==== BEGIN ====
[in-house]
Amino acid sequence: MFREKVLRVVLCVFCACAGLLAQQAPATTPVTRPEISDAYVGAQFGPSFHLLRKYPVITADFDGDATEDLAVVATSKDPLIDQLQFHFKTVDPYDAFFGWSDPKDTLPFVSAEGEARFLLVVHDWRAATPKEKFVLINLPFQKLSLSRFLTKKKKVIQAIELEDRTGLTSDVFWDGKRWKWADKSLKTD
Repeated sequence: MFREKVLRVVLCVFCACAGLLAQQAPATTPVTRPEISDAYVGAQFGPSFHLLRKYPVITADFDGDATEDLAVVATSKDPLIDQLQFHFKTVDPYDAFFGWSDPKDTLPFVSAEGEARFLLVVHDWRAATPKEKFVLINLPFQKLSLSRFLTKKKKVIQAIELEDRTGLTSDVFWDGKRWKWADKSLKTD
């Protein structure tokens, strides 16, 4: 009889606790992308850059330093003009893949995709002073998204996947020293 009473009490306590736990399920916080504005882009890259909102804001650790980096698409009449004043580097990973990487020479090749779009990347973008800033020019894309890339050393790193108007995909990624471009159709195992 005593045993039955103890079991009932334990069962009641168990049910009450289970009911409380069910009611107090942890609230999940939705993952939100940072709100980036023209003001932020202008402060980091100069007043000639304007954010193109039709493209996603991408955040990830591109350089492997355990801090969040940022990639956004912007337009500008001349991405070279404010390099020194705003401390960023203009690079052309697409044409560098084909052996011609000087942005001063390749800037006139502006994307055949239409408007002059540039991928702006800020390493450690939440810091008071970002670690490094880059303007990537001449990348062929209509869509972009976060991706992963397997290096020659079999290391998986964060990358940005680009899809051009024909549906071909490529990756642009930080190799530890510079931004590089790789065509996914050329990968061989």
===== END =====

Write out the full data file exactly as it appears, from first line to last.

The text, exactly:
[in-house]
Amino acid sequence: MFREKVLRVVLCVFCACAGLLAQQAPATTPVTRPEISDAYVGAQFGPSFHLLRKYPVITADFDGDATEDLAVVATSKDPLIDQLQFHFKTVDPYDAFFGWSDPKDTLPFVSAEGEARFLLVVHDWRAATPKEKFVLINLPFQKLSLSRFLTKKKKVIQAIELEDRTGLTSDVFWDGKRWKWADKSLKTD
Repeated sequence: MFREKVLRVVLCVFCACAGLLAQQAPATTPVTRPEISDAYVGAQFGPSFHLLRKYPVITADFDGDATEDLAVVATSKDPLIDQLQFHFKTVDPYDAFFGWSDPKDTLPFVSAEGEARFLLVVHDWRAATPKEKFVLINLPFQKLSLSRFLTKKKKVIQAIELEDRTGLTSDVFWDGKRWKWADKSLKTD
């Protein structure tokens, strides 16, 4: 009889606790992308850059330093003009893949995709002073998204996947020293 009473009490306590736990399920916080504005882009890259909102804001650790980096698409009449004043580097990973990487020479090749779009990347973008800033020019894309890339050393790193108007995909990624471009159709195992 005593045993039955103890079991009932334990069962009641168990049910009450289970009911409380069910009611107090942890609230999940939705993952939100940072709100980036023209003001932020202008402060980091100069007043000639304007954010193109039709493209996603991408955040990830591109350089492997355990801090969040940022990639956004912007337009500008001349991405070279404010390099020194705003401390960023203009690079052309697409044409560098084909052996011609000087942005001063390749800037006139502006994307055949239409408007002059540039991928702006800020390493450690939440810091008071970002670690490094880059303007990537001449990348062929209509869509972009976060991706992963397997290096020659079999290391998986964060990358940005680009899809051009024909549906071909490529990756642009930080190799530890510079931004590089790789065509996914050329990968061989």